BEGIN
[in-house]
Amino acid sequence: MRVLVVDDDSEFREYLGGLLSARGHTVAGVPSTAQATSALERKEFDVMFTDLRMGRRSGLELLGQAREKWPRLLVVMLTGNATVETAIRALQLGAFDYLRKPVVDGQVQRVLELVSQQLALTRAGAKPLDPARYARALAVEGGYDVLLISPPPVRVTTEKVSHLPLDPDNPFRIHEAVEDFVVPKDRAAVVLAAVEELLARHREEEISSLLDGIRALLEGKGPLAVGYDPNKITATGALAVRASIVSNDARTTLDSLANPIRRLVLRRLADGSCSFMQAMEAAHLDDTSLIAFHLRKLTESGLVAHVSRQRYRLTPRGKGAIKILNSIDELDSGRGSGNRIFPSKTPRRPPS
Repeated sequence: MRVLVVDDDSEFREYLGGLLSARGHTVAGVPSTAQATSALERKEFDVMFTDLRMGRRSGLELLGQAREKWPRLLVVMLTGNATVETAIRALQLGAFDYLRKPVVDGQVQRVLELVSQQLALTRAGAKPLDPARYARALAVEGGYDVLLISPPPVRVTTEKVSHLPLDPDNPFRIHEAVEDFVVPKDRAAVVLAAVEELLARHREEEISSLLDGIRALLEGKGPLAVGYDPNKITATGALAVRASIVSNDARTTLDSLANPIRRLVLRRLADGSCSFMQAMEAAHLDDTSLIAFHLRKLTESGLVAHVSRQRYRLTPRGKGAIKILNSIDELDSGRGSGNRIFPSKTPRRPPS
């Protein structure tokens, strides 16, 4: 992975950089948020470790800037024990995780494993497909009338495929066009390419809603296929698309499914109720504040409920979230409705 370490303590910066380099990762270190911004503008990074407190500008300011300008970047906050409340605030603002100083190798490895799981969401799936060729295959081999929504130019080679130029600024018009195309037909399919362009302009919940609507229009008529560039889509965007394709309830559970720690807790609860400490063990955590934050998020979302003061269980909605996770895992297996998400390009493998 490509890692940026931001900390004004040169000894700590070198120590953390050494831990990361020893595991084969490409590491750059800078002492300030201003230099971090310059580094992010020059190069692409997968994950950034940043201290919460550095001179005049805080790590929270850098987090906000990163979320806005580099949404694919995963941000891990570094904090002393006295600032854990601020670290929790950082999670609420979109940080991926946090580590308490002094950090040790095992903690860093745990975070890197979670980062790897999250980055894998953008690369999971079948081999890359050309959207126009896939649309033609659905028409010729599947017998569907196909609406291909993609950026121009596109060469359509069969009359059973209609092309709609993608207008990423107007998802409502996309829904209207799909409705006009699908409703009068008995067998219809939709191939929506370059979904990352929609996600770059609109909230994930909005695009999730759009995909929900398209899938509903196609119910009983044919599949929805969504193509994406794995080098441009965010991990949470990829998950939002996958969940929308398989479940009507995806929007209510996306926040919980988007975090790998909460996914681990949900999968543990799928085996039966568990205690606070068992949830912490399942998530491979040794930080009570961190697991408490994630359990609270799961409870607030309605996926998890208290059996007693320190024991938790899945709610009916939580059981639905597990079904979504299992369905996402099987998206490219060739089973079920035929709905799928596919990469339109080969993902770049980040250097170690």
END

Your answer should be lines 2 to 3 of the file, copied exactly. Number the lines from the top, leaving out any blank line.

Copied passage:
Amino acid sequence: MRVLVVDDDSEFREYLGGLLSARGHTVAGVPSTAQATSALERKEFDVMFTDLRMGRRSGLELLGQAREKWPRLLVVMLTGNATVETAIRALQLGAFDYLRKPVVDGQVQRVLELVSQQLALTRAGAKPLDPARYARALAVEGGYDVLLISPPPVRVTTEKVSHLPLDPDNPFRIHEAVEDFVVPKDRAAVVLAAVEELLARHREEEISSLLDGIRALLEGKGPLAVGYDPNKITATGALAVRASIVSNDARTTLDSLANPIRRLVLRRLADGSCSFMQAMEAAHLDDTSLIAFHLRKLTESGLVAHVSRQRYRLTPRGKGAIKILNSIDELDSGRGSGNRIFPSKTPRRPPS
Repeated sequence: MRVLVVDDDSEFREYLGGLLSARGHTVAGVPSTAQATSALERKEFDVMFTDLRMGRRSGLELLGQAREKWPRLLVVMLTGNATVETAIRALQLGAFDYLRKPVVDGQVQRVLELVSQQLALTRAGAKPLDPARYARALAVEGGYDVLLISPPPVRVTTEKVSHLPLDPDNPFRIHEAVEDFVVPKDRAAVVLAAVEELLARHREEEISSLLDGIRALLEGKGPLAVGYDPNKITATGALAVRASIVSNDARTTLDSLANPIRRLVLRRLADGSCSFMQAMEAAHLDDTSLIAFHLRKLTESGLVAHVSRQRYRLTPRGKGAIKILNSIDELDSGRGSGNRIFPSKTPRRPPS